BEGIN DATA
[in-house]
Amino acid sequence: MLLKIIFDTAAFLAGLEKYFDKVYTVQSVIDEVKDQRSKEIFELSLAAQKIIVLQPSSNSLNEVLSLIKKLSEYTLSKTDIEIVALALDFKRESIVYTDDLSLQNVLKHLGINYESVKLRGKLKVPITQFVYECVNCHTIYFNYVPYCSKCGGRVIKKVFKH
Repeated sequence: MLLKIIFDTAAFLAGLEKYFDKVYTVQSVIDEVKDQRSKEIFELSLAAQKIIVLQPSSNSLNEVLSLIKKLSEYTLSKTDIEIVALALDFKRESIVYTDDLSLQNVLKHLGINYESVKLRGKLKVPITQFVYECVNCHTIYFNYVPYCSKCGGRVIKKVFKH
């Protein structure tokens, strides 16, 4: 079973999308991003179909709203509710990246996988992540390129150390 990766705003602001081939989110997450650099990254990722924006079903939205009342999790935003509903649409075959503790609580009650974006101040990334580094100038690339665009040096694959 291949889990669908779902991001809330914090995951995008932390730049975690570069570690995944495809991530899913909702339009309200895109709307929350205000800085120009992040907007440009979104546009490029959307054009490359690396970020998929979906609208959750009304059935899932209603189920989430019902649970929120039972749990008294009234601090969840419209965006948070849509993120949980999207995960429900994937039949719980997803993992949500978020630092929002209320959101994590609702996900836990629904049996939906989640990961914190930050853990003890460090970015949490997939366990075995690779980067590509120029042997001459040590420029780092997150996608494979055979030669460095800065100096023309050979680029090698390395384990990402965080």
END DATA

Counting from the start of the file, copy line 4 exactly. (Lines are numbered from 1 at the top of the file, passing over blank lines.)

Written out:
């Protein structure tokens, strides 16, 4: 079973999308991003179909709203509710990246996988992540390129150390 990766705003602001081939989110997450650099990254990722924006079903939205009342999790935003509903649409075959503790609580009650974006101040990334580094100038690339665009040096694959 291949889990669908779902991001809330914090995951995008932390730049975690570069570690995944495809991530899913909702339009309200895109709307929350205000800085120009992040907007440009979104546009490029959307054009490359690396970020998929979906609208959750009304059935899932209603189920989430019902649970929120039972749990008294009234601090969840419209965006948070849509993120949980999207995960429900994937039949719980997803993992949500978020630092929002209320959101994590609702996900836990629904049996939906989640990961914190930050853990003890460090970015949490997939366990075995690779980067590509120029042997001459040590420029780092997150996608494979055979030669460095800065100096023309050979680029090698390395384990990402965080």